Last Friday post our Sales Kick-Off event, we had a chance to visit Monterey Bay Aquarium, which is a non-profit public aquarium in Monterey, California. Known for its regional focus on the marine habitats of Monterey Bay, it was the first to exhibit a living kelp forest when it opened in October 1984. Its biologists have pioneered the animal husbandry of jellyfish and it was the first to successfully care for and display a great white shark.
The aquarium’s 20,000 square feet of decks allow visitors to look out over the bay. The inclusion of broad windows “blurs the line between the museum and natural habitat”. Monterey Bay Aquarium was the first public aquarium to have its interior mapped on Google Street View, creating a virtual walking tour.
Monterey Bay Aquarium displays 35,000 animals belonging to over 550 species in 2.3 million U.S. gallons of water. Filtered seawater from Monterey Bay is pumped into the Kelp Forest and other exhibits at 2,000 US gallons per minute. At night, unfiltered seawater (or “raw seawater”) is used for the Kelp Forest exhibit to maintain its realistic appearance.
At least three exhibitions have been devoted entirely to displaying jellyfish, with around 16 species of jellyfish from around the world in “a psychedelic theme from the 1960s”. Staff members attribute the organization’s fascination with jellyfish to their visual appeal, primitive biology, and reputed calming effect on visitors. We spent most time glued to the Jellyfish exhibit, and the entire experience was hypnotic.
Here are some fun facts about Jelly Fish (Sourced from the web)
1. Some jellyfish can glow in the dark: Many jellyfish have bioluminescent organs which emit blue or green light.
2. Jellyfish are the oldest multi-organ animal: Jellyfish have roamed the seas for at least 600 million years! Yes, before dinosaurs or bony fish, before creepy crawlies or trees, before flowers or ferns or fungi – there were jellyfish. Jellyfish have survived five mass extinctions.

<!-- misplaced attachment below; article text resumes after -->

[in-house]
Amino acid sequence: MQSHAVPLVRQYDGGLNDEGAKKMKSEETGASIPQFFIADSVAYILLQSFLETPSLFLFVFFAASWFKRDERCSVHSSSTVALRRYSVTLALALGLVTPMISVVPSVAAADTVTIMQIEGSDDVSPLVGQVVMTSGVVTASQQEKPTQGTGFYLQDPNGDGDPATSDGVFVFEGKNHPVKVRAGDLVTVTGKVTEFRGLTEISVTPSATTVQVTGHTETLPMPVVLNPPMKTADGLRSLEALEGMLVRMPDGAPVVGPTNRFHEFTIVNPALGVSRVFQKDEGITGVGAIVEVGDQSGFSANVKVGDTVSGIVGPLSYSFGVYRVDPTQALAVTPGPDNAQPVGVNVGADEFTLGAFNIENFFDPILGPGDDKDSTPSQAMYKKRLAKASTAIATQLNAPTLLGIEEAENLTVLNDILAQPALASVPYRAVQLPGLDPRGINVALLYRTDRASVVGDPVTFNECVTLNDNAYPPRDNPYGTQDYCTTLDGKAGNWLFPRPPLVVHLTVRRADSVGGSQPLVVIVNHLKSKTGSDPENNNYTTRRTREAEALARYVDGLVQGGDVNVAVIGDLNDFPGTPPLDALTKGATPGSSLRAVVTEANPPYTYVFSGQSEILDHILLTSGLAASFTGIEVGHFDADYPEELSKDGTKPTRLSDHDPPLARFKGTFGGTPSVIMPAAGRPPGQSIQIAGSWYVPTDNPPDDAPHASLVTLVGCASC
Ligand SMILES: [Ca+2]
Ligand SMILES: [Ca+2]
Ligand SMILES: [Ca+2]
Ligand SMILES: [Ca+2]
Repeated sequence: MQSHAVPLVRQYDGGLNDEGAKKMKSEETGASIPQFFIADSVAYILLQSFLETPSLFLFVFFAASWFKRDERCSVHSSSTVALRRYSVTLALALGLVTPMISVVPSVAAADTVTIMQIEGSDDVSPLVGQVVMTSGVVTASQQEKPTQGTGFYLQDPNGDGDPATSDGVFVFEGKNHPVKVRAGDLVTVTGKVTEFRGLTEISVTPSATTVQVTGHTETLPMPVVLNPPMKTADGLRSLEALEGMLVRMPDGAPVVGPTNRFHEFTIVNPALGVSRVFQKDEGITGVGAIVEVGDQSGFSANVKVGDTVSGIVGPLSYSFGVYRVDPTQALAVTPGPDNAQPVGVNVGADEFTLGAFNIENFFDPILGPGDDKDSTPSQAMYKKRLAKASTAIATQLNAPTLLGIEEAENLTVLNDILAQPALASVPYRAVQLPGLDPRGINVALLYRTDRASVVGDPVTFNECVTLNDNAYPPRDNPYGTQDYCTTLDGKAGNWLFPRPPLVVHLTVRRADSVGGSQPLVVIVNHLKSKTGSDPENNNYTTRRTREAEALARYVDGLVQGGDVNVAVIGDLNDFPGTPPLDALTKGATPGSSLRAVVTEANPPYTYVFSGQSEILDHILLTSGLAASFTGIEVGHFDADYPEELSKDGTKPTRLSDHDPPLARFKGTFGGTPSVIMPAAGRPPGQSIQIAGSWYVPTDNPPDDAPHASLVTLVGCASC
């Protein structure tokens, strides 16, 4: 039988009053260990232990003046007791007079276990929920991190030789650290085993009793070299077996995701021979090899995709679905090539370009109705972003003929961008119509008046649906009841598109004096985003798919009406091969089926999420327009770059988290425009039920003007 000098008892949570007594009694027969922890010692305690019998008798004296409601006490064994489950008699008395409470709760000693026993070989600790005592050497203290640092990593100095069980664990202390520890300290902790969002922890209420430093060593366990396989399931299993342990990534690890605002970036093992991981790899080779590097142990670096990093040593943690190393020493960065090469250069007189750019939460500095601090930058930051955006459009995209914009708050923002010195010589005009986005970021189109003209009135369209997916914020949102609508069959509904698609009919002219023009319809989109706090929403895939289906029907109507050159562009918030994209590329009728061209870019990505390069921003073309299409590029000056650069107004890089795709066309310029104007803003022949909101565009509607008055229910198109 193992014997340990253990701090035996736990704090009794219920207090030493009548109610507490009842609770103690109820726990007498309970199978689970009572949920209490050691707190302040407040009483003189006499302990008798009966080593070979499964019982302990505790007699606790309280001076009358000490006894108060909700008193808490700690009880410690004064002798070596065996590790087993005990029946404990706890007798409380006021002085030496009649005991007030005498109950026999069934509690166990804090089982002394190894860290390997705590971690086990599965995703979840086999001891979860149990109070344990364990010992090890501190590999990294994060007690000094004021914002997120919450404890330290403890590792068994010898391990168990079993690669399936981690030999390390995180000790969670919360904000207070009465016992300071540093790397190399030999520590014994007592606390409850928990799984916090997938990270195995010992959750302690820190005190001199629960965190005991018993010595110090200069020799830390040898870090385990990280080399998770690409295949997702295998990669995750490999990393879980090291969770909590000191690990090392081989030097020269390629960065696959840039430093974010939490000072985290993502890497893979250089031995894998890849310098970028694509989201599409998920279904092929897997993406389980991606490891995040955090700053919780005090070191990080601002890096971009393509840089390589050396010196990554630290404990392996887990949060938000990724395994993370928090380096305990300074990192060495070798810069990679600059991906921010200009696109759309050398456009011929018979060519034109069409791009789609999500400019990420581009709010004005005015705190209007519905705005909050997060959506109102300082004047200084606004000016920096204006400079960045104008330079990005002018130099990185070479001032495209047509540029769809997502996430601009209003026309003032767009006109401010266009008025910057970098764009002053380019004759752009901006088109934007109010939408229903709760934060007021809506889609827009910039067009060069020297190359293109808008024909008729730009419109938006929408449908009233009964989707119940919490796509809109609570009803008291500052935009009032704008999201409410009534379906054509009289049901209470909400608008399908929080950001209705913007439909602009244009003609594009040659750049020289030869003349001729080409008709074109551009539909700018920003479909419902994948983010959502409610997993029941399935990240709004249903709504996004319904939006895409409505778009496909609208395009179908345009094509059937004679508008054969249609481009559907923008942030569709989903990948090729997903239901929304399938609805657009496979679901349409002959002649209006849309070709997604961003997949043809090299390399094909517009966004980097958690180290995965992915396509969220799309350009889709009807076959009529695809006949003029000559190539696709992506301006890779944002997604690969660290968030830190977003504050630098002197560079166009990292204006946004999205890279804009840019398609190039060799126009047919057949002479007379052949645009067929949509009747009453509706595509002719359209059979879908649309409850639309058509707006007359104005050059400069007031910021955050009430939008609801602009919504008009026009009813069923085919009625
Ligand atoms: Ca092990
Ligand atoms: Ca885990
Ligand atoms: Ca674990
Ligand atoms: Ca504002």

3. Jellyfish don’t have brains: Not only that, they also have no blood, no bones, and no heart. However, they do have an elementary nervous system with receptors that detect light, vibrations, and chemicals in the water. These abilities, along with the sense of gravity, allow jellyfish to orient and navigate in the water.
4. Jellyfish are found all over the world: Jellyfish are found in every ocean in every corner of the planet, from the coldest freezing waters of the Arctic oceans to the warm, temperate waters of the tropical oceans. They exist in different water conditions; at different depths from the ocean floor to the surface. They’re even found in some freshwater lakes and ponds!
5. Some jellyfish are immortal: Ever dreamed about being immortal? The good news is that you can be immortal. The bad news is that you have to become a floating blob of jelly to do so. That’s right, there’s a death-defying species of jelly conveniently called the immortal jellyfish (or Turritopsis dohrnii) found in the Mediterranean Sea and in the waters of Japan that’s biologically immortal.
6. Not all jellyfish have tentacles: What are jellyfish known for? Some may say their trailing tentacles, but actually not all jellyfish species have tentacles. The Deepstaria, for example, is a genus of jellyfish known for their thin, sheet-like bodies and their lack of tentacles.
7. There’s a giant jellyfish called the hair jelly: The lion’s mane jellyfish (Cyanea capillata) – also known as the giant jellyfish or the hair jelly – is the largest known species of jellyfish.
8. 150 million people are stung by jellyfish each year: That means that in the few minutes or so it’s taken you to read this far, more than 1,000 people have been stung by jellies.
9. Jellyfish stings can be deadly: The Australian box jellyfish (Chironex fleckeri) is considered the most venomous marine animal on earth. Its sting can cause paralysis, cardiac arrest, and death within a few minutes – barely enough time for a victim to swim to shore!
10. Jellyfish have many predators: Despite their venomous defenses, jellyfish are not without predators. Tunas, sharks, swordfish, sea turtles, and even some species of salmon are jellyfish’s natural enemies that are known to prey upon jellies.
I was able to capture some of what we experienced, both on my Gimbal and also on my mobile, as seen below